Neil's wheelless 10‏

May 2, 2012

Hey you;

The good news just keeps coming:

1. Two more people have promised to donate to the ransom fund, one with all of his pocket change and another with some post-vacation left-over Mexican coins. That makes a total of 4 promises, and 7 Mexican pesos. We are prepared for anything now.

2. And, we don’t need it … yet. I just hope that some random ransomer doesn’t find out how well insured Neil is. I hope that the efforts of “pre-need” planning don’t actually increase the danger of kidnappation.

The folks at Eldertreks laid out a nice and complete tour of Iran. Then, the guide Fatima has added extra stuff that she knows about to the agenda. This leaves everyone, including Neil, fatigued from zooming from here to there and everywhere in between. On Monday, it finally got to him and, in lieu of more sights, he just sat on the bus and slept. Julie and I encouraged him to not wear himself down. His voice sounded feak and weeble.

The group had camel meat for dinner. Julie asked if it tasted like chicken. I asked if it was lumpy and humpy. Neil said no, it was dark and strongly flavored. I could have used some more description – but that’s what he gave us.

Many people approach the tour group members and ask to have their picture taken with them. Neil says all of the people are so “sweet and loving.”

Another of the group, Joanie, met an Iranian guy who spent his youth in Mississippi. (I didn’t ask if he had a funny accent.) The guy claimed that it was absurd to think that Iranian engineers could design an atomic bomb—because they are all too stupid. And, that everyone has plenty of freedom in Iran. Iranians can write magazine articles criticizing the government, no problem. Then, he asked if he could bring his wife to talk with the group. The tour guide said absolutely not.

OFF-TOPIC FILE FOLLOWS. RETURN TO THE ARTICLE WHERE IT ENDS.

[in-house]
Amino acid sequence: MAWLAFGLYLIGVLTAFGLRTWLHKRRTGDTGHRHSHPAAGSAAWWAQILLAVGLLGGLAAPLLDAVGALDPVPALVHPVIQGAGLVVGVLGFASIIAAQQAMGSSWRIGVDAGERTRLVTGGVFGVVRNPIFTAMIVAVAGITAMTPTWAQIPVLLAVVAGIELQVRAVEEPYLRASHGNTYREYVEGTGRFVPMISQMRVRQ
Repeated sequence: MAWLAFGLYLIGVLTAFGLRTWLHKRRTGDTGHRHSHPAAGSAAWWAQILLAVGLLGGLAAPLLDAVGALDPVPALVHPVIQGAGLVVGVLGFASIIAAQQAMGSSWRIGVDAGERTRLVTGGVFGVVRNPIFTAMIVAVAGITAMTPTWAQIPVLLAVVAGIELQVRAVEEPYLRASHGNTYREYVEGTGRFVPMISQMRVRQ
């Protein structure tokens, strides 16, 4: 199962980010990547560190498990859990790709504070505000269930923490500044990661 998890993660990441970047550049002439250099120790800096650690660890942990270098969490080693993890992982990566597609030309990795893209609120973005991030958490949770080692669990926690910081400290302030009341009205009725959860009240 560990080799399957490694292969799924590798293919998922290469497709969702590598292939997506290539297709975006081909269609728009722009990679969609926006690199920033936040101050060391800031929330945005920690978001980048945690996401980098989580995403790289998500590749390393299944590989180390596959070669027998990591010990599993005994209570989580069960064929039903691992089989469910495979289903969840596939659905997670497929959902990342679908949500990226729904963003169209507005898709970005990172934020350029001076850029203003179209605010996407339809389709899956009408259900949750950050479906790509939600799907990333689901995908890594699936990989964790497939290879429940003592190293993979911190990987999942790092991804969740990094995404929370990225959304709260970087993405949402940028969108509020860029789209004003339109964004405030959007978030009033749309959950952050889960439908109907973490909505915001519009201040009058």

They have passed several long lines of trucks, coming from Afghanistan, that were being searched for drugs.

In one small village they stopped to inspect a “pigeon house.” The locals constructed a large structure in which wild pigeons could roost. Then, in exchange for the rent, they collect the manure for crop fertilizer. Pretty clever.

There might be a problem with this scheme. Sure, the pigeon manure will increase the crop production. However, the birds eat crops. Is it a net gain? It’s a crop-crap conundrum.

While walking around, the group stopped to talk with a guard at a mosque. He was 86 years old and amused that Neil was only 85. A female member of the group shook his hand. The guard lightly protested to Fatima that it was improper for a mosque guard to touch the hand of a female. Fatima laughed and told the group that he probably enjoyed it.

At an archeological site, they came across a group of Japanese tourists. Neil tried to impress the Japanese guide, and to get one of the cookies that she was handing out to her own group, by saying some phrase in Japanese. It didn’t work. No cookie for him.

Just as well. The sugar might have rotted his teeth and then he wouldn’t be able to chew the camel soufflé.

No ransom note yet.


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